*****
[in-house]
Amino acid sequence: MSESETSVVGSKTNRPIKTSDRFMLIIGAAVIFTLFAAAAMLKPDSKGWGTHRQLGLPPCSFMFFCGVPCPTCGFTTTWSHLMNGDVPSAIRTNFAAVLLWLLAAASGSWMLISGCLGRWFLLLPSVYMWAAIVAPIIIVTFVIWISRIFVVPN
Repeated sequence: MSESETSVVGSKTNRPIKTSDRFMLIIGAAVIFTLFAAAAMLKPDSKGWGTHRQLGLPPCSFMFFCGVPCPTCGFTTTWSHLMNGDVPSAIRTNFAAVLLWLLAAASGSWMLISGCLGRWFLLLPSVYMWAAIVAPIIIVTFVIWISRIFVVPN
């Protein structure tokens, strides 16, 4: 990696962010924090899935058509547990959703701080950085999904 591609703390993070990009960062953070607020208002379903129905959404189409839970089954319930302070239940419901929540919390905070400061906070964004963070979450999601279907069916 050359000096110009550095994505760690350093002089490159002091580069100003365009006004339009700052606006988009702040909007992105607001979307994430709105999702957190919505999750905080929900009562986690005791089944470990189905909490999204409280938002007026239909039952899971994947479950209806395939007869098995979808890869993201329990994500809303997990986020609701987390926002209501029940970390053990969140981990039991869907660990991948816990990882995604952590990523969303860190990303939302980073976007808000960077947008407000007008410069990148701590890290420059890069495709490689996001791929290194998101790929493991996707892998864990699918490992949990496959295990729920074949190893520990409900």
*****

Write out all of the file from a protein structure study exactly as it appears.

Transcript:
[in-house]
Amino acid sequence: MSESETSVVGSKTNRPIKTSDRFMLIIGAAVIFTLFAAAAMLKPDSKGWGTHRQLGLPPCSFMFFCGVPCPTCGFTTTWSHLMNGDVPSAIRTNFAAVLLWLLAAASGSWMLISGCLGRWFLLLPSVYMWAAIVAPIIIVTFVIWISRIFVVPN
Repeated sequence: MSESETSVVGSKTNRPIKTSDRFMLIIGAAVIFTLFAAAAMLKPDSKGWGTHRQLGLPPCSFMFFCGVPCPTCGFTTTWSHLMNGDVPSAIRTNFAAVLLWLLAAASGSWMLISGCLGRWFLLLPSVYMWAAIVAPIIIVTFVIWISRIFVVPN
């Protein structure tokens, strides 16, 4: 990696962010924090899935058509547990959703701080950085999904 591609703390993070990009960062953070607020208002379903129905959404189409839970089954319930302070239940419901929540919390905070400061906070964004963070979450999601279907069916 050359000096110009550095994505760690350093002089490159002091580069100003365009006004339009700052606006988009702040909007992105607001979307994430709105999702957190919505999750905080929900009562986690005791089944470990189905909490999204409280938002007026239909039952899971994947479950209806395939007869098995979808890869993201329990994500809303997990986020609701987390926002209501029940970390053990969140981990039991869907660990991948816990990882995604952590990523969303860190990303939302980073976007808000960077947008407000007008410069990148701590890290420059890069495709490689996001791929290194998101790929493991996707892998864990699918490992949990496959295990729920074949190893520990409900």